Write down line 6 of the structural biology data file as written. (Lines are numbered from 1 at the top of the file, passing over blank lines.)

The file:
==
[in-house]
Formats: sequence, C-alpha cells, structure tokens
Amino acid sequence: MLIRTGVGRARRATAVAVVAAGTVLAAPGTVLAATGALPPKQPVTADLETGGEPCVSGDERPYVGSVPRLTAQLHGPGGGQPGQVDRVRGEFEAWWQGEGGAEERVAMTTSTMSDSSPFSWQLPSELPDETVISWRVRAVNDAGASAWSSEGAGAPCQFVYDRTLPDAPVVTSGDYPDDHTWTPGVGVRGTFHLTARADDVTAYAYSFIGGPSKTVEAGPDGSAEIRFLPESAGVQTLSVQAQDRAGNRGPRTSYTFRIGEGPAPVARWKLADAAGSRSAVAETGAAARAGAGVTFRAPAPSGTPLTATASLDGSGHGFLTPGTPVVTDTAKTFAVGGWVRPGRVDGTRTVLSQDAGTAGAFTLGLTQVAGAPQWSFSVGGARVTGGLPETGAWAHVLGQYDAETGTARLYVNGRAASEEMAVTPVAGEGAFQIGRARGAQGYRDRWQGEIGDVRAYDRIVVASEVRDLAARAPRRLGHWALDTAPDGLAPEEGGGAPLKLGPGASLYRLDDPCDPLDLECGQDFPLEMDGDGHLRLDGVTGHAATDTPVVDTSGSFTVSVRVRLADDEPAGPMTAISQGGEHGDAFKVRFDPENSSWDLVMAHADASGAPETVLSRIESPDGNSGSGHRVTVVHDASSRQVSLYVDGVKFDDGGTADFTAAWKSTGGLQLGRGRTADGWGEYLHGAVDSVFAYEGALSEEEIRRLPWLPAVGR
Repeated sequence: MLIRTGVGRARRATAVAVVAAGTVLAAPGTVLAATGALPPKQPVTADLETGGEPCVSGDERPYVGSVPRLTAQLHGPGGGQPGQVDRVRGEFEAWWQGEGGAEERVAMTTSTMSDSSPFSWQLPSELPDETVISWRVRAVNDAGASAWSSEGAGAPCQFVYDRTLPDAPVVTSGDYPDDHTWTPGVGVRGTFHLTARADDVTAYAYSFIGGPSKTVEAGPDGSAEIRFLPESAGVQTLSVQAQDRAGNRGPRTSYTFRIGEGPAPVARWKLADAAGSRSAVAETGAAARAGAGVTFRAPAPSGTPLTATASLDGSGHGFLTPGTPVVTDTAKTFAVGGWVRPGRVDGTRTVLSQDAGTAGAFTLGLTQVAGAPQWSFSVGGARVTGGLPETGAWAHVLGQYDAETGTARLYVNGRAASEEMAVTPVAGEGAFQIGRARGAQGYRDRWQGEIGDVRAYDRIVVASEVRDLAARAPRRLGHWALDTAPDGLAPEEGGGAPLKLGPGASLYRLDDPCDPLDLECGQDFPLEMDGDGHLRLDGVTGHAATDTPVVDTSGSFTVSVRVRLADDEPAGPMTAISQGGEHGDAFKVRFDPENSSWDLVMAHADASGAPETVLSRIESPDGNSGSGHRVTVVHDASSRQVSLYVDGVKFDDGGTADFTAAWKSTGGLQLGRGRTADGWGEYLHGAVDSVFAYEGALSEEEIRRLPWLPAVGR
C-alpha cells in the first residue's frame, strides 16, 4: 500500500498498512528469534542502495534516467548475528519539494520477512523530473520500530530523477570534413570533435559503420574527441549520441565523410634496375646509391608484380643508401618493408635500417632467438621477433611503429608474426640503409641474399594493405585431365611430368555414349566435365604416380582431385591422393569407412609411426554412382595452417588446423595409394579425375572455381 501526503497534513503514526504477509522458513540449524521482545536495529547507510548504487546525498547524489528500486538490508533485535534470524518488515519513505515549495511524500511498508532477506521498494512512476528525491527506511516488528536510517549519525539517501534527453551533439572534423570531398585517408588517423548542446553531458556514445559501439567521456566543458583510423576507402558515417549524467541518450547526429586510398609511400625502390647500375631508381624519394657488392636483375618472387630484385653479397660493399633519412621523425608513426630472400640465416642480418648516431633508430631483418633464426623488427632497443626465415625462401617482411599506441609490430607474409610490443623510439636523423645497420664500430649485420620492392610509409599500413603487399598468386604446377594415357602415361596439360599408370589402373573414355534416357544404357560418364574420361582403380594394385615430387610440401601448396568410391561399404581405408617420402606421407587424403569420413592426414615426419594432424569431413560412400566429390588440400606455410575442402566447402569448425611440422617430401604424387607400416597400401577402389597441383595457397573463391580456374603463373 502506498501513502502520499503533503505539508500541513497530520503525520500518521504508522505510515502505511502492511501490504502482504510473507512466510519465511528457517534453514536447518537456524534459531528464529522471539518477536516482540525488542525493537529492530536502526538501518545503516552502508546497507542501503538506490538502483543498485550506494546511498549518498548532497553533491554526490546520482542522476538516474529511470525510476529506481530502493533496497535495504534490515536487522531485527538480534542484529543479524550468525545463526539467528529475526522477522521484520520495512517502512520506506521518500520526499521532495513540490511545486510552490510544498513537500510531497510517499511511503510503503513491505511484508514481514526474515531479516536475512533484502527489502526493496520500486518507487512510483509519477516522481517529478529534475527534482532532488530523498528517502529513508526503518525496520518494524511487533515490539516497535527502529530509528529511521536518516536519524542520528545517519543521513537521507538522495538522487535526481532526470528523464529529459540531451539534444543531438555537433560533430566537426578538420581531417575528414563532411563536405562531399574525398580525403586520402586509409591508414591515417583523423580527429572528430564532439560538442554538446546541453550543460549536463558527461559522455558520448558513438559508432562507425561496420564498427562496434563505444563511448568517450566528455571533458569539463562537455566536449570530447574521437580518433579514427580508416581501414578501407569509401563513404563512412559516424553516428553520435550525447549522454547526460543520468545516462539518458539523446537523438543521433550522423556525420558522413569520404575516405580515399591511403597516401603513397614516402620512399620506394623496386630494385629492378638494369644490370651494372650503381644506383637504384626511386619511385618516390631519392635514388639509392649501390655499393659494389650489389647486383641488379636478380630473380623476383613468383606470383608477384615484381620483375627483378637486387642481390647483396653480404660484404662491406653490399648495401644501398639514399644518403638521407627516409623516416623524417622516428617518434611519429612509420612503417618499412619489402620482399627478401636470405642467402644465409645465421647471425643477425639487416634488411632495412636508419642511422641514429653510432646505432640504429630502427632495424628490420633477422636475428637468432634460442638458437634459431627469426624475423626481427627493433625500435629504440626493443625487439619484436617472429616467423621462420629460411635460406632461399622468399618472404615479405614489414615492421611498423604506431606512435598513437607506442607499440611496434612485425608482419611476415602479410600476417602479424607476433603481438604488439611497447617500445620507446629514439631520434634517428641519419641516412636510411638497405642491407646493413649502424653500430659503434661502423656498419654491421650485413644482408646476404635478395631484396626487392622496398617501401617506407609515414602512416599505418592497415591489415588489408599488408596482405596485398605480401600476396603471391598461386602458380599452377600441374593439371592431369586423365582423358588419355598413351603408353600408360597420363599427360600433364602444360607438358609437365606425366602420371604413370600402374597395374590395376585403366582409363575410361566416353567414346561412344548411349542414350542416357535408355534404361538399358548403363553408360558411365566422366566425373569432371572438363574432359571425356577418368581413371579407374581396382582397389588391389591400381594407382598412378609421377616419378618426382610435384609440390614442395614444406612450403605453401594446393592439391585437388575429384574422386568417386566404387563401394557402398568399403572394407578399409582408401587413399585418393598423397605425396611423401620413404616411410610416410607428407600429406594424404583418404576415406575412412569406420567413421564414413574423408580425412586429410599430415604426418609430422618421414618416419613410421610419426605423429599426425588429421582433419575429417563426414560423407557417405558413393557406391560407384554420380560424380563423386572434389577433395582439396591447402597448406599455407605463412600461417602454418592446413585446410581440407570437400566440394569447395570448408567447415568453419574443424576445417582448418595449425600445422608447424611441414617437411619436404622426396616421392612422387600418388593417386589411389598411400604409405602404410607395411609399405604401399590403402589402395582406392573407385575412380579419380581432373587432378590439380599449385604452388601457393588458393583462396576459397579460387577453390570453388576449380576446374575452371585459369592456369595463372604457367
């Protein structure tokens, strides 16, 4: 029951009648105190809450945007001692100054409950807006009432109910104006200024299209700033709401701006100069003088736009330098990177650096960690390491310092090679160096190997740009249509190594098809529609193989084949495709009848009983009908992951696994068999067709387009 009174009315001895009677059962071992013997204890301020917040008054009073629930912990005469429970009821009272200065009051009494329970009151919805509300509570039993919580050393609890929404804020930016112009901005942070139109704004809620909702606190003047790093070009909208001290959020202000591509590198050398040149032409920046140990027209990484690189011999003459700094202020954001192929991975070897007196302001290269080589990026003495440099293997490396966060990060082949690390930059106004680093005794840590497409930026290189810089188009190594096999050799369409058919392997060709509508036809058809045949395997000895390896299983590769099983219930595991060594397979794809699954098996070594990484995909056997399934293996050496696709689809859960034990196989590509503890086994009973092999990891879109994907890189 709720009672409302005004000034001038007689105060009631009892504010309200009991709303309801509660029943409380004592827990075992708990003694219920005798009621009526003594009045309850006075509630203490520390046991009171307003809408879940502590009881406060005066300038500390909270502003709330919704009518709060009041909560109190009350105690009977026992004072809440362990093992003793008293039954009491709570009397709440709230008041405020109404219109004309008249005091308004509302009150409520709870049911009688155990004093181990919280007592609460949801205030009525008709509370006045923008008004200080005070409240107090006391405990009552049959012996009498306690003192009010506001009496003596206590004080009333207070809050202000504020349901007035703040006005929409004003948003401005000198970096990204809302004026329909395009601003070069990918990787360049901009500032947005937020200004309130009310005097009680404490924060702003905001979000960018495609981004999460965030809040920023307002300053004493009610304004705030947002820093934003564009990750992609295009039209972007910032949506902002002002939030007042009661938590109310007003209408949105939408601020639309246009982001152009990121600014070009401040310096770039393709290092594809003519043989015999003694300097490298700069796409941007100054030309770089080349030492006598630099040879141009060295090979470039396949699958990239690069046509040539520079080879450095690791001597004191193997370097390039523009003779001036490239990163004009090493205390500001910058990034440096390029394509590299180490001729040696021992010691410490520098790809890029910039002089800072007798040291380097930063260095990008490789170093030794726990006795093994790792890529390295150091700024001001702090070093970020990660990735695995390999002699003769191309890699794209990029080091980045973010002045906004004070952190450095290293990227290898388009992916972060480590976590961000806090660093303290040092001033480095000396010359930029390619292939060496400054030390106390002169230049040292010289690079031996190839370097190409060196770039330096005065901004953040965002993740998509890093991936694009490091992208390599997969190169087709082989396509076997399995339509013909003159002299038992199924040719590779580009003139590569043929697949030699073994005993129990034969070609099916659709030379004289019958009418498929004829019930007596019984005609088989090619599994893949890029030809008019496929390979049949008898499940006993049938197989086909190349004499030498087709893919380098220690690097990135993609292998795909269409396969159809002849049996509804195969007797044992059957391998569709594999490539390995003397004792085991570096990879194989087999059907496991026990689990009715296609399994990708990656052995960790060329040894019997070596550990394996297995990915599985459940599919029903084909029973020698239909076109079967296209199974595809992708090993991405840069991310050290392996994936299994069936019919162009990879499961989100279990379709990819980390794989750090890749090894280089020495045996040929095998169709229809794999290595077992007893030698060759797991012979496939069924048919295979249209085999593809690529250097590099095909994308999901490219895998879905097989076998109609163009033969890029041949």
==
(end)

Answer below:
């Protein structure tokens, strides 16, 4: 029951009648105190809450945007001692100054409950807006009432109910104006200024299209700033709401701006100069003088736009330098990177650096960690390491310092090679160096190997740009249509190594098809529609193989084949495709009848009983009908992951696994068999067709387009 009174009315001895009677059962071992013997204890301020917040008054009073629930912990005469429970009821009272200065009051009494329970009151919805509300509570039993919580050393609890929404804020930016112009901005942070139109704004809620909702606190003047790093070009909208001290959020202000591509590198050398040149032409920046140990027209990484690189011999003459700094202020954001192929991975070897007196302001290269080589990026003495440099293997490396966060990060082949690390930059106004680093005794840590497409930026290189810089188009190594096999050799369409058919392997060709509508036809058809045949395997000895390896299983590769099983219930595991060594397979794809699954098996070594990484995909056997399934293996050496696709689809859960034990196989590509503890086994009973092999990891879109994907890189 709720009672409302005004000034001038007689105060009631009892504010309200009991709303309801509660029943409380004592827990075992708990003694219920005798009621009526003594009045309850006075509630203490520390046991009171307003809408879940502590009881406060005066300038500390909270502003709330919704009518709060009041909560109190009350105690009977026992004072809440362990093992003793008293039954009491709570009397709440709230008041405020109404219109004309008249005091308004509302009150409520709870049911009688155990004093181990919280007592609460949801205030009525008709509370006045923008008004200080005070409240107090006391405990009552049959012996009498306690003192009010506001009496003596206590004080009333207070809050202000504020349901007035703040006005929409004003948003401005000198970096990204809302004026329909395009601003070069990918990787360049901009500032947005937020200004309130009310005097009680404490924060702003905001979000960018495609981004999460965030809040920023307002300053004493009610304004705030947002820093934003564009990750992609295009039209972007910032949506902002002002939030007042009661938590109310007003209408949105939408601020639309246009982001152009990121600014070009401040310096770039393709290092594809003519043989015999003694300097490298700069796409941007100054030309770089080349030492006598630099040879141009060295090979470039396949699958990239690069046509040539520079080879450095690791001597004191193997370097390039523009003779001036490239990163004009090493205390500001910058990034440096390029394509590299180490001729040696021992010691410490520098790809890029910039002089800072007798040291380097930063260095990008490789170093030794726990006795093994790792890529390295150091700024001001702090070093970020990660990735695995390999002699003769191309890699794209990029080091980045973010002045906004004070952190450095290293990227290898388009992916972060480590976590961000806090660093303290040092001033480095000396010359930029390619292939060496400054030390106390002169230049040292010289690079031996190839370097190409060196770039330096005065901004953040965002993740998509890093991936694009490091992208390599997969190169087709082989396509076997399995339509013909003159002299038992199924040719590779580009003139590569043929697949030699073994005993129990034969070609099916659709030379004289019958009418498929004829019930007596019984005609088989090619599994893949890029030809008019496929390979049949008898499940006993049938197989086909190349004499030498087709893919380098220690690097990135993609292998795909269409396969159809002849049996509804195969007797044992059957391998569709594999490539390995003397004792085991570096990879194989087999059907496991026990689990009715296609399994990708990656052995960790060329040894019997070596550990394996297995990915599985459940599919029903084909029973020698239909076109079967296209199974595809992708090993991405840069991310050290392996994936299994069936019919162009990879499961989100279990379709990819980390794989750090890749090894280089020495045996040929095998169709229809794999290595077992007893030698060759797991012979496939069924048919295979249209085999593809690529250097590099095909994308999901490219895998879905097989076998109609163009033969890029041949």